Fennesz: PLAYS and Agora, more than twenty years of experimental music on #neuguitars #blog

Fennesz_in_Bethesda,_Maryland,_on_September_21,_2010_(5027816082)

Fennesz: PLAYS and Agora, more than twenty years of experimental music

http://www.fennesz.com/

https://fenneszreleases.bandcamp.com/track/umbrella

https://touch33.net/catalogue/to115-fennesz-agora.html

The new record release, new after a prolonged silence of almost 5 years from the previous cd “Bécs”, made in 2014, by Austrian guitarist Christian Fennesz aroused in me the desire to make a sort of time travel, returning to those moments when I met his music for the first time .

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My encounter with Fennesz’s elaborate guitar pieces took place in 1998, in the studios of Radio Base Popolare in Mestre where I was helping, having fun, some friends in the preparation of their radio program named White Noise, dedicated to frontier music. One evening a friend, I don’t remember who, brought this cd, stuffed inside a white, red and black cardboard case, where in evidence there was the design of a ban on a palm tree and whose listening really left us surpised and amazed. . It was “PLAY”, a mini CD produced by Mego that contained two covers: “Paint it Black” by Rolling Stones and “Don’t Talk (Put Your Head On My Shoulder)” by Beach Boys, that anticipated that “Endless Summer“, that incredible cd that would show us a few years later Fennesz’s incredible talent.

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Listened to again after more than 20 years, this mini cd has not lost any of the creative ideas that struck us at the time and continues to mark a very high level creative path. I’m still amazed by his corroded, derived, disconnected version of the Rolling Stones piece.

A sort of freely de-built cover that shows the abandonment to a suggestion and the slow decomposition of music as a metaphor for an absolutely contemporary creative condition, managing to define some of the richest and most sophisticated sounds of the passage from the digital to the one post-digital era. We were in the middle of a “glitch” era and discovering a guitarist who could evolve this glacial aesthetic thanks to sounds generated from his guitar and not through synthetic procedures, was a nice surprise. The two reinterpretations proceeded more for impressions and suggestions than for formal similarities. “Paint it Black” by the Rolling Stones and “Don’t Talk (Put Your Head on my Shoulder)” by the Beach Boys represented a-directional fragments of enigmatic beauty, which moved in a radically different way from the Devo’s schizophrenia and from the standards reinterpreted by Derek Bailey. Fennesz took up the atmospheres and some tones of the originals but he didn’t use any samples (a clear change of position with respect to the choices made by most of the musicians at that time) obtaining a personal transcription of the two songs, pulverizing them into suffused sound atoms. At those times his release “Plays” seemed almost the hieroglyph of a forgotten language, which managed to touch the listener’s emotional strings, to suggest different aesthetic doubts within the framework of the most popular digital productions and to re-evaluate the cover as an aesthetic concept. Concept that will lead to maximum creative levels three years later in “Endless Summer”: allusion aimed at the nostalgia of a lost, infinite and inaccessible pop summer.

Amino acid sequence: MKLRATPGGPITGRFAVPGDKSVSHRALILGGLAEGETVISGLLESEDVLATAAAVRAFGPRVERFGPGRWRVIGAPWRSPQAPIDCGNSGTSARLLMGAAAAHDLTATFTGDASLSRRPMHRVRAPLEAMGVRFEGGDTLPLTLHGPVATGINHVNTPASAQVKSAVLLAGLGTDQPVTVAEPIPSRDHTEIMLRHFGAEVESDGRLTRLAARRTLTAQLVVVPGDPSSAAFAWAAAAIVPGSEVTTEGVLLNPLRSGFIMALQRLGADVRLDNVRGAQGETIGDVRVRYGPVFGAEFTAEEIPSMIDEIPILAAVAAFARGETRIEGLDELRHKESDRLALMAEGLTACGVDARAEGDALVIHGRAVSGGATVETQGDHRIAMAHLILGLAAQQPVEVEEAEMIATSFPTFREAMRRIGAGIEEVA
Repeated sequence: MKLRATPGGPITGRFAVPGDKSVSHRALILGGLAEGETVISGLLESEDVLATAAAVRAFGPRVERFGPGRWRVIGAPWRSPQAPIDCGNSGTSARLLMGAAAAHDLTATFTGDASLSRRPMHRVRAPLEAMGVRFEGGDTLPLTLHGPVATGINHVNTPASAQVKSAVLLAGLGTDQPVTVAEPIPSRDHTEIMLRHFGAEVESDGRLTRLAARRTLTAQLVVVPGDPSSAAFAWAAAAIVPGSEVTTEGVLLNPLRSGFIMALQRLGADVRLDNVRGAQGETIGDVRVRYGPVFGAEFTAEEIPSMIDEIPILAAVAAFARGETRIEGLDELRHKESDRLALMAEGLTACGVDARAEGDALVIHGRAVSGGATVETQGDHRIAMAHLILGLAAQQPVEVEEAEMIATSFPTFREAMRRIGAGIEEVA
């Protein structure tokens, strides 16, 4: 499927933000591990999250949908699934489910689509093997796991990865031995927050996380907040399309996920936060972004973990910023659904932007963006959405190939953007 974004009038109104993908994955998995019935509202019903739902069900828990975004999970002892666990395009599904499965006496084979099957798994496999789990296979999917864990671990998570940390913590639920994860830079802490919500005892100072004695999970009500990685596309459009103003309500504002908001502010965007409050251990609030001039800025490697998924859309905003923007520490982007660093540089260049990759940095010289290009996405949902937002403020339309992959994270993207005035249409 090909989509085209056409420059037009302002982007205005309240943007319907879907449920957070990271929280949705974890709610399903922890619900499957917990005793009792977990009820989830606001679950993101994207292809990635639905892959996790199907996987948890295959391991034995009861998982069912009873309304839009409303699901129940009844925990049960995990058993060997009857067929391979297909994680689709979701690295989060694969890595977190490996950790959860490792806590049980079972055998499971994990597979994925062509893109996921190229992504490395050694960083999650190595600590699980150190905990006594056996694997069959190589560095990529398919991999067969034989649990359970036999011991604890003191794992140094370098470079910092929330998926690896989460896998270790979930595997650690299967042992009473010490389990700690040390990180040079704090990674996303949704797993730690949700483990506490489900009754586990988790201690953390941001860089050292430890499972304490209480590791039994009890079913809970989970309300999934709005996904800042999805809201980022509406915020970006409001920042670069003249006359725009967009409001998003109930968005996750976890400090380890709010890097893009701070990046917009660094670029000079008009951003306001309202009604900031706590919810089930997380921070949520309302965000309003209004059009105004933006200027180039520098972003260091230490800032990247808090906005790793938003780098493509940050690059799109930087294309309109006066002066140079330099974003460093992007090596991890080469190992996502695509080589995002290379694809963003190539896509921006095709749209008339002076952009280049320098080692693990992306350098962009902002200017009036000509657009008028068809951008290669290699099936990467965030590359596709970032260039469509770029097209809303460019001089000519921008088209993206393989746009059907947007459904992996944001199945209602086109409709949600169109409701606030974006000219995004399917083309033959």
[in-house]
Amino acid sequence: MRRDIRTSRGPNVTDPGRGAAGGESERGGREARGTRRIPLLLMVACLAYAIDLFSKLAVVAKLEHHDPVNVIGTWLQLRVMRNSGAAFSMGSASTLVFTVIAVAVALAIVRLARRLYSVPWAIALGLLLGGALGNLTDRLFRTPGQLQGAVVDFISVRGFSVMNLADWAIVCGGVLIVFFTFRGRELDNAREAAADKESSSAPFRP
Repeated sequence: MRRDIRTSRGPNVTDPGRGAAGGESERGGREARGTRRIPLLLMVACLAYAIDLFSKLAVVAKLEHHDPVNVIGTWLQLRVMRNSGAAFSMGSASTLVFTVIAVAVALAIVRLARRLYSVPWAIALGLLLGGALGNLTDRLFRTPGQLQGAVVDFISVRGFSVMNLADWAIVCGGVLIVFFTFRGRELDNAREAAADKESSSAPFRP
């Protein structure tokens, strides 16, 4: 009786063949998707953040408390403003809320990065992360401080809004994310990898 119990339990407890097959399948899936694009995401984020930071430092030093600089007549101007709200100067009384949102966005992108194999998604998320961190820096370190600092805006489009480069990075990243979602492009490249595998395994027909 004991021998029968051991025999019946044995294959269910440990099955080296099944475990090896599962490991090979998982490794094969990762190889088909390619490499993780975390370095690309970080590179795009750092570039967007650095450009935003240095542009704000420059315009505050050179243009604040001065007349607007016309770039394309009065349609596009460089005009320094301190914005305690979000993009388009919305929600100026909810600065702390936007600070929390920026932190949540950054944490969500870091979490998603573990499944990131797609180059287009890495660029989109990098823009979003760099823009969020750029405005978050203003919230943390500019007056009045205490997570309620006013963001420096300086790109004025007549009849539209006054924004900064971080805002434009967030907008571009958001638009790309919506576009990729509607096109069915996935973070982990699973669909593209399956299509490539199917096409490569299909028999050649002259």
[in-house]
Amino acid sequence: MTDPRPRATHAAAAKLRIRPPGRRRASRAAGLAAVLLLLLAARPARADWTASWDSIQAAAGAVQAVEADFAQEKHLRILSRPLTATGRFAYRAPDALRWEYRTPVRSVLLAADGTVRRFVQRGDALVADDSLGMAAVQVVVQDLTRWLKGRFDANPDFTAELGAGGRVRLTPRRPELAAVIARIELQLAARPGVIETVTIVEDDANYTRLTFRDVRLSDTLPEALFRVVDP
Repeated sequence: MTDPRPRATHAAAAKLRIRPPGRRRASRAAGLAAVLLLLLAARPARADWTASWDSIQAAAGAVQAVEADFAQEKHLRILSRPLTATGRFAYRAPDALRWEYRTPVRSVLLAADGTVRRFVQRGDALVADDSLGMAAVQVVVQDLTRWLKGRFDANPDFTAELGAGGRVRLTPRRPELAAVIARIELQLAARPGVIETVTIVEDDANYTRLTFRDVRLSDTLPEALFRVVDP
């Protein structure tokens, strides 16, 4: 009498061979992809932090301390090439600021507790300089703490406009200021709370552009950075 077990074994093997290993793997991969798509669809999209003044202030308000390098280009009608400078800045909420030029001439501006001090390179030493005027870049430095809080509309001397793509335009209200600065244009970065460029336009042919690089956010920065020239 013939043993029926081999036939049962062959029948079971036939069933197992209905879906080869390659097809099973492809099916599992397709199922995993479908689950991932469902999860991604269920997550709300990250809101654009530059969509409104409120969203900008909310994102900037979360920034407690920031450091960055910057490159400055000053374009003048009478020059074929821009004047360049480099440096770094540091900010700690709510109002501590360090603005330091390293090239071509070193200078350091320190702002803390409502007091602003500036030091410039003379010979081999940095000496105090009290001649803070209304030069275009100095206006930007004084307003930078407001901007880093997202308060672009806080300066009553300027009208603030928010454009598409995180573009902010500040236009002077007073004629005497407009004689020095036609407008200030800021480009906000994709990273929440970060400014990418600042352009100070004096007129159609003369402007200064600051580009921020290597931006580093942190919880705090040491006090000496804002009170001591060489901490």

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This year, with the new “Agora”, Fennesz, is once again totally immersed in the seas of sound fragmentation, one of the characteristics of his stylistic imprint, combining together, into a sumptuous sound articulated elements like noise and ambient, on which the shadow of an abstract guitar stirs on the edge of the recognizable.

“Agora” shows a baroque kaleidoscope of enthralling guitar’s sounds and harmonics, where the enthusiasm for the glitch’s aesthetics, for sound fragmentation, digital noises, and guitar are relived, keeping, as always, a very personal taste for certain almost hidden melodies in the complex plot of his digital drifts. “Agora”, which in ancient Greece was the main square of the city, a place of meetings and exchanges, confirms the expressive coordinates of recent years, but was born in conditions similar to those of the Austrian artist’s experimental beginnings. Having been for some time without his recording studio, Fennesz had to forcefully transfer the instruments to his Viennese home where he recorded the tracks in the complete isolation of his headphones. The result is one of the most immersive and almost intimate journeys he has produced so far, an example of complex sound expressionism, composed of delicate chromatic stratifications, almost a complex baroque counterpoint in which bright colors and harsher harmonic lines are alternated. Perhaps it is the beginning of a new creative path. Christian Fennesz inevitably continues to amaze us.

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